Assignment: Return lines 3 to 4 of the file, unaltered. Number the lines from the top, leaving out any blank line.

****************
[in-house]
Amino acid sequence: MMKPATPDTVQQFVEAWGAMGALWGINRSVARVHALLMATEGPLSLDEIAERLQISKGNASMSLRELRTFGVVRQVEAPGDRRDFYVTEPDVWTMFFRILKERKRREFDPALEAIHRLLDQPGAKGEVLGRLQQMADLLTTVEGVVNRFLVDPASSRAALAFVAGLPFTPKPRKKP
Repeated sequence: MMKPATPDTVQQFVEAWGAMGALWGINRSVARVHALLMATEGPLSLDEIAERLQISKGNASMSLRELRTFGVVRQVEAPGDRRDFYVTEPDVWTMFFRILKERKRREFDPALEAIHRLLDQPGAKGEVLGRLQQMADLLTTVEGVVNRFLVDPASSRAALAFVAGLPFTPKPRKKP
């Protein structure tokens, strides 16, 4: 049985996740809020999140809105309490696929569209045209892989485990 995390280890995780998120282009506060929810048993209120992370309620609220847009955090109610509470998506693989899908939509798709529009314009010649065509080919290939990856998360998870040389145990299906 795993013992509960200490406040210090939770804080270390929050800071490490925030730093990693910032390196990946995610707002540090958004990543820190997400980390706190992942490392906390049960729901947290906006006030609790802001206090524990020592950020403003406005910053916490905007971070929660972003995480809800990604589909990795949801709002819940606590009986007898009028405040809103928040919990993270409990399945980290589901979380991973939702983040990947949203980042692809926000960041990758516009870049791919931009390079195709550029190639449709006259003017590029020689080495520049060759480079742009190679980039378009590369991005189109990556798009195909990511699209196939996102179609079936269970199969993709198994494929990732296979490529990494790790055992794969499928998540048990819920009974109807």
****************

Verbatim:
Repeated sequence: MMKPATPDTVQQFVEAWGAMGALWGINRSVARVHALLMATEGPLSLDEIAERLQISKGNASMSLRELRTFGVVRQVEAPGDRRDFYVTEPDVWTMFFRILKERKRREFDPALEAIHRLLDQPGAKGEVLGRLQQMADLLTTVEGVVNRFLVDPASSRAALAFVAGLPFTPKPRKKP
């Protein structure tokens, strides 16, 4: 049985996740809020999140809105309490696929569209045209892989485990 995390280890995780998120282009506060929810048993209120992370309620609220847009955090109610509470998506693989899908939509798709529009314009010649065509080919290939990856998360998870040389145990299906 795993013992509960200490406040210090939770804080270390929050800071490490925030730093990693910032390196990946995610707002540090958004990543820190997400980390706190992942490392906390049960729901947290906006006030609790802001206090524990020592950020403003406005910053916490905007971070929660972003995480809800990604589909990795949801709002819940606590009986007898009028405040809103928040919990993270409990399945980290589901979380991973939702983040990947949203980042692809926000960041990758516009870049791919931009390079195709550029190639449709006259003017590029020689080495520049060759480079742009190679980039378009590369991005189109990556798009195909990511699209196939996102179609079936269970199969993709198994494929990732296979490529990494790790055992794969499928998540048990819920009974109807």